ADRIAN - A man who was suspected of killing his grandfather was shot to death by police yesterday afternoon after they went to a local motel to question him.
Justin Olmstead, 20, was shot by Michigan State Police officers after he opened fire on them at the Days Inn motel.
The Adrian man was a suspect in the slaying of his grandfather, Lavern Olmstead, 68, who was found dead in his Raisin Township home early Thursday afternoon.
Investigators were led to the motel on West Maumee Street at 3:30 p.m. after finding the elder Olmstead's car - a blue-gray Oldsmobile Allero with a front vanity license plate that says “Vern” - in the motel's parking lot.
Officers secured the area and tried to make contact with the suspect, who was in one of the rooms.
The young man opened fire and was killed before being questioned. No officers were wounded in the exchange.
“My dad used to say how Justin was the only 20-year-old who still hugs and kisses his grandpa. My dad was so proud of that,” said a distraught Kimberly Digangi, 43, of Adrian, who was making funeral arrangements for her father when she heard of her nephew's death.
“How can Justin do this to my dad?” she asked. “I just can't believe it.”
Mrs. Digangi said she was told other suspects were being questioned about her father's slaying, but she had no other information. Officers at the Adrian post did not release any additional details.
“We'll never know from Justin what his side of it was,” Mrs. Digangi said. “I guess the other suspects will have to fill in the blanks.”
The young man's mother, Colleen Olmstead, could not be reached yesterday.
Neighbors became concerned about Lavern Olmstead because he had not been seen for several days.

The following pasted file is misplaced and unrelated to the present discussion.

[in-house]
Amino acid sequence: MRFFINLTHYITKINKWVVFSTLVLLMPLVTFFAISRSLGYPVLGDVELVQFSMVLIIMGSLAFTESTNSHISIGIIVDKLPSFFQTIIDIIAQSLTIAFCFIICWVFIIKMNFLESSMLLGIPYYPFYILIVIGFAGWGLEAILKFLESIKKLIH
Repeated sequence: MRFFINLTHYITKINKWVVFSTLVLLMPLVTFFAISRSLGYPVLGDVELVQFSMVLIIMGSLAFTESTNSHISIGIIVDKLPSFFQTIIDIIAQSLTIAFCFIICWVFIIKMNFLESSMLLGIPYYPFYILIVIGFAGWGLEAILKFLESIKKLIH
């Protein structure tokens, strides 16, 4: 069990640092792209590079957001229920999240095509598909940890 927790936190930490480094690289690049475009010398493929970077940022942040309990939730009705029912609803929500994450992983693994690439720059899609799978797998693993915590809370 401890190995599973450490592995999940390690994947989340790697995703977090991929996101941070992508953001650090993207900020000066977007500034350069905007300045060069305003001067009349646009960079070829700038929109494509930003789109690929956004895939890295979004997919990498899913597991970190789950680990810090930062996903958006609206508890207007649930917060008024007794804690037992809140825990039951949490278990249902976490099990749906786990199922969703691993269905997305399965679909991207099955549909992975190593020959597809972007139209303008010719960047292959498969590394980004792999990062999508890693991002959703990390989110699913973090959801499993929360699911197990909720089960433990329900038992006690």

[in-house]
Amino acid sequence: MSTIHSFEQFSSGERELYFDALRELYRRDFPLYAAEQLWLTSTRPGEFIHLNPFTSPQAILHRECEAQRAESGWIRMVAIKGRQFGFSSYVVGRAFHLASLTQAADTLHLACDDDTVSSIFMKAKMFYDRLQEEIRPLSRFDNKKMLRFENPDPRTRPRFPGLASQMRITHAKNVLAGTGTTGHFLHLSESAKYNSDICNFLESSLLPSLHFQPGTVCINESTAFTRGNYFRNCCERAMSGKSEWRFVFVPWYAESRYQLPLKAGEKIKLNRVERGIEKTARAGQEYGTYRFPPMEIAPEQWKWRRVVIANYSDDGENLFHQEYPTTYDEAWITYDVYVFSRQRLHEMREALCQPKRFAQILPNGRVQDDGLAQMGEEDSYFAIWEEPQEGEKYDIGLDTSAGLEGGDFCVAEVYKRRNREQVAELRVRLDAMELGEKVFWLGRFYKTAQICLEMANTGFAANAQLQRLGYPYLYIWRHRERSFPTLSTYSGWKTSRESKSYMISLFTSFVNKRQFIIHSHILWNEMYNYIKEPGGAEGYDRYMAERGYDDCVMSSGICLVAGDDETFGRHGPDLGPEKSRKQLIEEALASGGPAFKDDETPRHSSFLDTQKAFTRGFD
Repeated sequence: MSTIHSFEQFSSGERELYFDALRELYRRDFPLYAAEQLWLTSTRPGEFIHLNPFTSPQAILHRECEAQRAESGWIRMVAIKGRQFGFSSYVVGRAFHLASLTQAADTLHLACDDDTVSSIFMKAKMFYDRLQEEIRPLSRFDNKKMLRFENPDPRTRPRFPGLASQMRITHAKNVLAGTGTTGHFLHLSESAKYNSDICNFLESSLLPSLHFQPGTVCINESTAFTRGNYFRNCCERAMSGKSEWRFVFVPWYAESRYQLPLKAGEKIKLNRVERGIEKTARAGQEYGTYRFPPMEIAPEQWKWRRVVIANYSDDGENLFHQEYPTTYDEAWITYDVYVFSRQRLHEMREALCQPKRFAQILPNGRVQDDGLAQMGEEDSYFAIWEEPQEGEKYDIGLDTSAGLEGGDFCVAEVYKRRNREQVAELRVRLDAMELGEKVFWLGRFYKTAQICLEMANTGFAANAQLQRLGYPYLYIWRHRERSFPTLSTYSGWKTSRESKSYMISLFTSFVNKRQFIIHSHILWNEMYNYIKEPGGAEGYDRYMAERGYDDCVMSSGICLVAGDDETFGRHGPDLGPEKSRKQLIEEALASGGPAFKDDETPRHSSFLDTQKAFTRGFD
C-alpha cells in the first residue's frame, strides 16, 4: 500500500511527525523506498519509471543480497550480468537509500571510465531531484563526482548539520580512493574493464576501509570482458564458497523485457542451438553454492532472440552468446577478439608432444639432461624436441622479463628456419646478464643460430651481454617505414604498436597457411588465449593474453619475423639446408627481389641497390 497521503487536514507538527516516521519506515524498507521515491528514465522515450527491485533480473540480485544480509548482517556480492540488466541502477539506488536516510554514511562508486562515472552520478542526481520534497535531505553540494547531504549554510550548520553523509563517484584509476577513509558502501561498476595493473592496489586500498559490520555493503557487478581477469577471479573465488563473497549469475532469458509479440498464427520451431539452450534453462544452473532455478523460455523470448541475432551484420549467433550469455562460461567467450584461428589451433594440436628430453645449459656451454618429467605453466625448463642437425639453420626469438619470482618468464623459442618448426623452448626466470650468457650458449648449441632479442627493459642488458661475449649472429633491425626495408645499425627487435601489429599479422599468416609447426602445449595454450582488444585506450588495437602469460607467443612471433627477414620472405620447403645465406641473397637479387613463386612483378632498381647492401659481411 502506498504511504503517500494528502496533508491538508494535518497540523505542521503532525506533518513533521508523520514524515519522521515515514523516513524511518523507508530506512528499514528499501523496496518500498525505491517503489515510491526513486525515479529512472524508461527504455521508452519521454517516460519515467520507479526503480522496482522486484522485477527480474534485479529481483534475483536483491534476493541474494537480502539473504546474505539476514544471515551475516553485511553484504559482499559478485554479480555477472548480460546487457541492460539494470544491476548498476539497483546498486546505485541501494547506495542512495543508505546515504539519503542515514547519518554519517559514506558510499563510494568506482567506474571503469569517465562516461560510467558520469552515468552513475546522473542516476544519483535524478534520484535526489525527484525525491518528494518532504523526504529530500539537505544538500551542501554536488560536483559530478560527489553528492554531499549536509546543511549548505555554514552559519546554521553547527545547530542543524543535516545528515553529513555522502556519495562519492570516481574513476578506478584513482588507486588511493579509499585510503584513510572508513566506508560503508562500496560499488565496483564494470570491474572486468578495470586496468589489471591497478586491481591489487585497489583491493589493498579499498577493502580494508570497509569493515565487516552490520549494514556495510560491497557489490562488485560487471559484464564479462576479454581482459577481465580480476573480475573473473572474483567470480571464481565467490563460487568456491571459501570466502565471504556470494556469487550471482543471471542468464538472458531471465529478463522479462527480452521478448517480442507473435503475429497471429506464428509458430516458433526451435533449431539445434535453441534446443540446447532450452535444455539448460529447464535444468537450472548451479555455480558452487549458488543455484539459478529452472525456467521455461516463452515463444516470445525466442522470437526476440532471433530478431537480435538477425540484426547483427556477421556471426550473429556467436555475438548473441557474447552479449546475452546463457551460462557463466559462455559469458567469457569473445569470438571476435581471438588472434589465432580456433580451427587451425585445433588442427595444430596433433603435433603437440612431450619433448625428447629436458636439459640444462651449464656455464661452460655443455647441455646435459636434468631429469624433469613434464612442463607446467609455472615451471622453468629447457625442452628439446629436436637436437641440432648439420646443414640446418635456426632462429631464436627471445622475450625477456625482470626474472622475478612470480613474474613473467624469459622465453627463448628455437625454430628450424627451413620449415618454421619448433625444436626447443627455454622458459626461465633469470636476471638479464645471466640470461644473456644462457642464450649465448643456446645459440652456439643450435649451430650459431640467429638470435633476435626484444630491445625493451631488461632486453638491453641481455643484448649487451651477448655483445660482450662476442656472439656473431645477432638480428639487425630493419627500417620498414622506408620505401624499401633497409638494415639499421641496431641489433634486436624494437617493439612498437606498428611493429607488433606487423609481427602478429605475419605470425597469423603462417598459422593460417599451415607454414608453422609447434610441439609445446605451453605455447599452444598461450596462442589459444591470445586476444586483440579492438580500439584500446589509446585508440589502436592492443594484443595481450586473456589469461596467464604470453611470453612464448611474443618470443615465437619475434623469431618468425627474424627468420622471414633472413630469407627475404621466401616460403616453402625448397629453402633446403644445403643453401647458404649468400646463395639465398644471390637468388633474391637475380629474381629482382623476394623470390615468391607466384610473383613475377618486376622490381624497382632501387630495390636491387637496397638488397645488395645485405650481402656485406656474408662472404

Mr. Olmstead was a man of habit, they said. So when newspapers started piling up at his front door and his car hadn't been seen driving through the mobile-home community, they believed something might be wrong.
Police were called to the Raisin Valley Estates mobile-home park at 2:15 p.m. Thursday after a neighbor crawled through the window into Mr. Olmstead's home and found his body.
Family members said he had been dead for several days before he was found. Sgt. Greg Sebring of the Adrian post declined to release information about the cause of death. He said the small mobile-home park, about five miles north of Adrian, usually is a quiet area. “This is a very rural area, and it's unusual to have any violent crime,” he said.
Mrs. Digangi said she was driving by her father's home on North Adrian Highway Thursday when she noticed emergency vehicles in the area.
Mr. Olmstead's mobile home, the first in the lot, seemed to be the focus of attention.
At first, Mrs. Digangi suspected that her father had suffered a heart attack. But then she learned the truth - that he had been slain.
The death marks the third tragedy the Olmstead family has faced within the year. Mr. Olmstead's two sons died within six months of each other from heart failure.
Wayne Olmstead, 46, died in June, 2000. His brother, Lyndon, 45, died in December.
“I was looking at photos of my mother and brothers, and I just thought, my dad's with them,” Mrs. Digangi said. “He has missed them for so long, and now he's with them.”
A retired Tecumseh Products factory worker, Mr. Olmstead had lived in Raisin Valley Estates since 1979. His family said severe arthritis in his knees and diabetes forced him to retire early.
Despite living on a modest Social Security income, Mr. Olmstead had little to take. But the well-known neighborhood man offered as much as he could to others.
His family said his bedroom was lined with steel shelves holding boxes and cans of food for any neighborhood family or friend who needed them.